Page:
The Curious Case Of Carlos’ Compensation

There’s an intriguing discussion brewing in Portland, OR where Oregon Arts Watch executive editor, Barry Johnson, ran into a brick wall while attempting to verify the annual compensation for Oregon Symphony music director Carlos Kalmar. It started with an article by Johnson on 10/29/2013 that reported on the conductor’s contract being extended through June, 2018 which also referenced a corresponding compensation figure from Adaptistration’s 2013 Compensation Reports.

ADAPTISTRATION-GUY-152According to Johnson, the Oregon Symphony disputes the figure but when he asked for the correct amount, Johnson reports that the organization wouldn’t divulge the information.

As it turns out, Johnson went to great lengths to better understand the orchestra’s position and spoke with several representatives, including Janet Plummer, Interim Co-President & Chief Financial Officer. He published those accounts, along with feedback from me about the compensation report data, in a follow-up article on 10/30/2013.

I won’t spoil the details but suffice to say, Johnson’s article is one of the most clear-cut contributions on the topic of music director compensation in quite some time. Perhaps needless to say, it is well worth your time and at one point, he asks the question that crosses most minds when orchestras fail to embrace transparency.

So, why so coy about the actual number?

It is important to point out that the vast majority of nonprofit orchestral associations have no trouble complying with IRS requirements as they related to executive compensation; granted, those figures are fodder for disagreements between respective stakeholders but they are there nonetheless. As such, it is always puzzling when the occasional group comes along to challenge this common transparency practice. These actions rarely produce anything but a blow to public relations when they could be used as an opportunity to justify value and the end result of a rigorous and transparent executive review process.

In the end, it will be interesting to see where Johnson’s investigation leads.

In the meantime, what do you think about the Oregon situation and the larger issue of transparency and compensation?

About Drew McManus

"I hear that every time you show up to work with an orchestra, people get fired." Those were the first words out of an executive's mouth after her board chair introduced us. That executive is now a dear colleague and friend but the day that consulting contract began with her orchestra, she was convinced I was a hatchet-man brought in by the board to clean house.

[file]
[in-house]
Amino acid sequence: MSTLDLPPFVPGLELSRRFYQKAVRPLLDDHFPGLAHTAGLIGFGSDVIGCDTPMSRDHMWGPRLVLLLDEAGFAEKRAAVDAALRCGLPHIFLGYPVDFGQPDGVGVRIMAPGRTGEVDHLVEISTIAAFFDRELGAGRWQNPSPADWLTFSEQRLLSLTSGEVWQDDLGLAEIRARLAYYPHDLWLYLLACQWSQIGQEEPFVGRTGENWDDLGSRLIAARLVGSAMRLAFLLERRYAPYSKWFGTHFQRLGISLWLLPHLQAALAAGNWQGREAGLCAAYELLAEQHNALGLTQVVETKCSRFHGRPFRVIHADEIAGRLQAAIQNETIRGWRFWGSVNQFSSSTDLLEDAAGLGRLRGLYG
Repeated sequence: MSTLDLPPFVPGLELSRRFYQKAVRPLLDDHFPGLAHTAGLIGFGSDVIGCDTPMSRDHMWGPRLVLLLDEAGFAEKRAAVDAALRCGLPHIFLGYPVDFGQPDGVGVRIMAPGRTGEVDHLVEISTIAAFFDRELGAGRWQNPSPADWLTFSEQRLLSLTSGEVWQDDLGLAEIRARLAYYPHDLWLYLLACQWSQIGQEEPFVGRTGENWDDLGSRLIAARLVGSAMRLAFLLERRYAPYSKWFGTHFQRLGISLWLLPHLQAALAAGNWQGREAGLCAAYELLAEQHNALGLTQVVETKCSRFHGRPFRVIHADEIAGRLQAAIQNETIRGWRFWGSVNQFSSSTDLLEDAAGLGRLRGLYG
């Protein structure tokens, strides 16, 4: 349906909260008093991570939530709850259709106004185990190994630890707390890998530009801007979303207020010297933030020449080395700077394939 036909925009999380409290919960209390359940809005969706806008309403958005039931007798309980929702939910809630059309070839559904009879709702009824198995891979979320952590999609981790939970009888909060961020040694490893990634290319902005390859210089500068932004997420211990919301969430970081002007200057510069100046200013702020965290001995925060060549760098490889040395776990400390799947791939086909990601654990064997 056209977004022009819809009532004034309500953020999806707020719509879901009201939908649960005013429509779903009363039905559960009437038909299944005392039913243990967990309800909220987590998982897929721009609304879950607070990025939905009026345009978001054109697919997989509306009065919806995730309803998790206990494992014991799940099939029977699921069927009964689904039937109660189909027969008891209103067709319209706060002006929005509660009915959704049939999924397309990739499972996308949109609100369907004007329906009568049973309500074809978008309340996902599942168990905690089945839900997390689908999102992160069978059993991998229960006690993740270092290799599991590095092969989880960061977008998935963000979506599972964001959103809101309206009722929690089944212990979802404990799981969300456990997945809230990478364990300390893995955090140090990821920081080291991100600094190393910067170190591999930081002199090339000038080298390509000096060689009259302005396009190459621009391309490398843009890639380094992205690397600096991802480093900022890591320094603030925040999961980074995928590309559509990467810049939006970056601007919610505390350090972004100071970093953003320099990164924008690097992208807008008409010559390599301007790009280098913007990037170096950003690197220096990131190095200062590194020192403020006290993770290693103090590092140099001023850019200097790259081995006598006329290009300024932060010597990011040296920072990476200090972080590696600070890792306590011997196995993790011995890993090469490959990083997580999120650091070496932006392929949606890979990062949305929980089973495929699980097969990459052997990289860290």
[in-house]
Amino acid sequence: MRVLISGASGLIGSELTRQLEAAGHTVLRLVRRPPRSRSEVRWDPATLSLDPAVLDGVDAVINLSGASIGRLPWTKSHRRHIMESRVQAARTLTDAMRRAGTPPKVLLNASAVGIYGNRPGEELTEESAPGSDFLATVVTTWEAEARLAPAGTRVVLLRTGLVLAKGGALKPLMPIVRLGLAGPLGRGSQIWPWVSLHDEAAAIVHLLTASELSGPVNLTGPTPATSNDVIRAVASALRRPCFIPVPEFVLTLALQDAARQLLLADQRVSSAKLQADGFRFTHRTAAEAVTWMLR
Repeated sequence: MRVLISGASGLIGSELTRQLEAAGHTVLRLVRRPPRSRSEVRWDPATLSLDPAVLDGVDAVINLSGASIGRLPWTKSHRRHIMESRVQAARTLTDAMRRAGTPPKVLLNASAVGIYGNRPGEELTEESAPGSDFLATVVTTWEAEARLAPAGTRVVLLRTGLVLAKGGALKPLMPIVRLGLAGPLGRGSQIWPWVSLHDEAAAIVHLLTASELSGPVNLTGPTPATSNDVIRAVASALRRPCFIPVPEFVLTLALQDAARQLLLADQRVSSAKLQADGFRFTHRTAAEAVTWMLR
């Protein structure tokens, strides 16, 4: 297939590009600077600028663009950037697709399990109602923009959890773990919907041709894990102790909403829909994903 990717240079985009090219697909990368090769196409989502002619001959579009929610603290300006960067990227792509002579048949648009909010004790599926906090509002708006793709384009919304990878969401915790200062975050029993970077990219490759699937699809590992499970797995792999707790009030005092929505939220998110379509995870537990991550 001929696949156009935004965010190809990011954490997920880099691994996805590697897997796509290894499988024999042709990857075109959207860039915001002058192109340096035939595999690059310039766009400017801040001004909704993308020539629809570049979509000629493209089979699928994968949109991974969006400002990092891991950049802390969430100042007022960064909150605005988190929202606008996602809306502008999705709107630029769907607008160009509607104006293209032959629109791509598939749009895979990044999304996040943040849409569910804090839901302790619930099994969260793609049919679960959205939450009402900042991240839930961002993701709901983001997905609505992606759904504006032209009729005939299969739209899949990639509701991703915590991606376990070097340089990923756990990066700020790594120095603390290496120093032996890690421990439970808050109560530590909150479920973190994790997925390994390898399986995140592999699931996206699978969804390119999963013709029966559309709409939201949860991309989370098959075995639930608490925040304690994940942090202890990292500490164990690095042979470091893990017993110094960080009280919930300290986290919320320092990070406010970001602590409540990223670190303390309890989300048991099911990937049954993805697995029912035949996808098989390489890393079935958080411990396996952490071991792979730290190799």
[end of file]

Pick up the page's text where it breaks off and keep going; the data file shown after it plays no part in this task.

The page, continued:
I understand where the trepidation comes from as a great deal of my consulting and technology provider work for arts organizations involves due diligence, separating fact from fiction, interpreting spin, as well as performance review and oversight. So yes, sometimes that work results in one or two individuals "aggressively embracing career change" but far more often than not, it reinforces and clarifies exactly what works and why.

In short, it doesn't matter if you know where all the bodies are buried if you can't keep your own clients out of the ground, and I'm fortunate enough to say that for more than 15 years, I've done exactly that for groups of all budget size from Qatar to Kathmandu.

For fun, I write a daily blog about the orchestra business, provide a platform for arts insiders to speak their mind, keep track of what people in this business get paid, help write a satirical cartoon about orchestra life, hack the arts, and love a good coffee drink.

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6 thoughts on “The Curious Case Of Carlos’ Compensation”

    • In addition to the elimination of numerous administrative positions the staff has also taken a pay cut. Existing staff is serving double duty in an interim executive director capacity. Carlos has demonstrated his commitment to the community by moving his permanent residence to Portland and without a doubt the driving force behind the artistic improvement in the last decade (no disrespect to Jimmy).

      More transparency is the bottom line. The number appears to be in the 990s and looking at Drew’s Premium content the number is consistent with other orchestras (as % of total expenditures).

  1. Having read Johnson’s excellent piece, I’m struck that the symphony’s response is “I cannot say what the number is but it is not that particular number”. This suggests that Johnson, or any journalist, could try publishing a variety of numbers until the symphony can no longer deny the number is incorrect, a la The Price Is Right. Is this a new style of communication? In the age of email and telephone and print journalism, with a newspaper that cares enough to follow the symphony’s goings-on, are we supposed to stab each other in the dark until someone is forced to say something “true”?

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